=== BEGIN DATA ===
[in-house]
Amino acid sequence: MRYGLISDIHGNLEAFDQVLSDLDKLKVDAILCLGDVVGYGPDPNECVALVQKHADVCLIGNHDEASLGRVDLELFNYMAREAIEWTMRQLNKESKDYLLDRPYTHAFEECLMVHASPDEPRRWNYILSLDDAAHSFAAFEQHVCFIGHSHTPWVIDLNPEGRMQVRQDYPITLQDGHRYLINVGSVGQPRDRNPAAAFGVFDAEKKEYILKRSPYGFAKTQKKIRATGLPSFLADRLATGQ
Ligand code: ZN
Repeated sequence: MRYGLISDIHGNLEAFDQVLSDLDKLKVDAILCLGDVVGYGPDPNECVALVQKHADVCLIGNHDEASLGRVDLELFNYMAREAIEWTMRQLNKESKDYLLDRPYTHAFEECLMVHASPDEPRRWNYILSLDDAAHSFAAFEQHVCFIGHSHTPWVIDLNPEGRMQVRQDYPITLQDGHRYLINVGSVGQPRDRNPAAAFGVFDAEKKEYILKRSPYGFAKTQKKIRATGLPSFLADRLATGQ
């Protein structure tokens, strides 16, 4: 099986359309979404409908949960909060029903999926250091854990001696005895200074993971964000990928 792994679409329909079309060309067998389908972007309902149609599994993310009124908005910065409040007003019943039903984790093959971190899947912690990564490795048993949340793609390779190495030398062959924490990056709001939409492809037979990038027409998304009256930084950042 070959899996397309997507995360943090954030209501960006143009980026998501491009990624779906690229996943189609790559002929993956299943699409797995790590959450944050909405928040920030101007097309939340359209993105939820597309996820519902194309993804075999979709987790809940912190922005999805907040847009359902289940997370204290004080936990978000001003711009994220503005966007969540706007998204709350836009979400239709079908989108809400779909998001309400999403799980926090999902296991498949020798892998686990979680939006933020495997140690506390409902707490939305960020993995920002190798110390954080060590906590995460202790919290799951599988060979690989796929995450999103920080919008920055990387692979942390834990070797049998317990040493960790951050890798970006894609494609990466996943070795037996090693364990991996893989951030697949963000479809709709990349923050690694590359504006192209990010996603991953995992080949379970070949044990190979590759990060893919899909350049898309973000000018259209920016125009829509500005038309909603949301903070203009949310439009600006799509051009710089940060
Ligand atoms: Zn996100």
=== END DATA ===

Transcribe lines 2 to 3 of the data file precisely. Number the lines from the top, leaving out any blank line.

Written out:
Amino acid sequence: MRYGLISDIHGNLEAFDQVLSDLDKLKVDAILCLGDVVGYGPDPNECVALVQKHADVCLIGNHDEASLGRVDLELFNYMAREAIEWTMRQLNKESKDYLLDRPYTHAFEECLMVHASPDEPRRWNYILSLDDAAHSFAAFEQHVCFIGHSHTPWVIDLNPEGRMQVRQDYPITLQDGHRYLINVGSVGQPRDRNPAAAFGVFDAEKKEYILKRSPYGFAKTQKKIRATGLPSFLADRLATGQ
Ligand code: ZN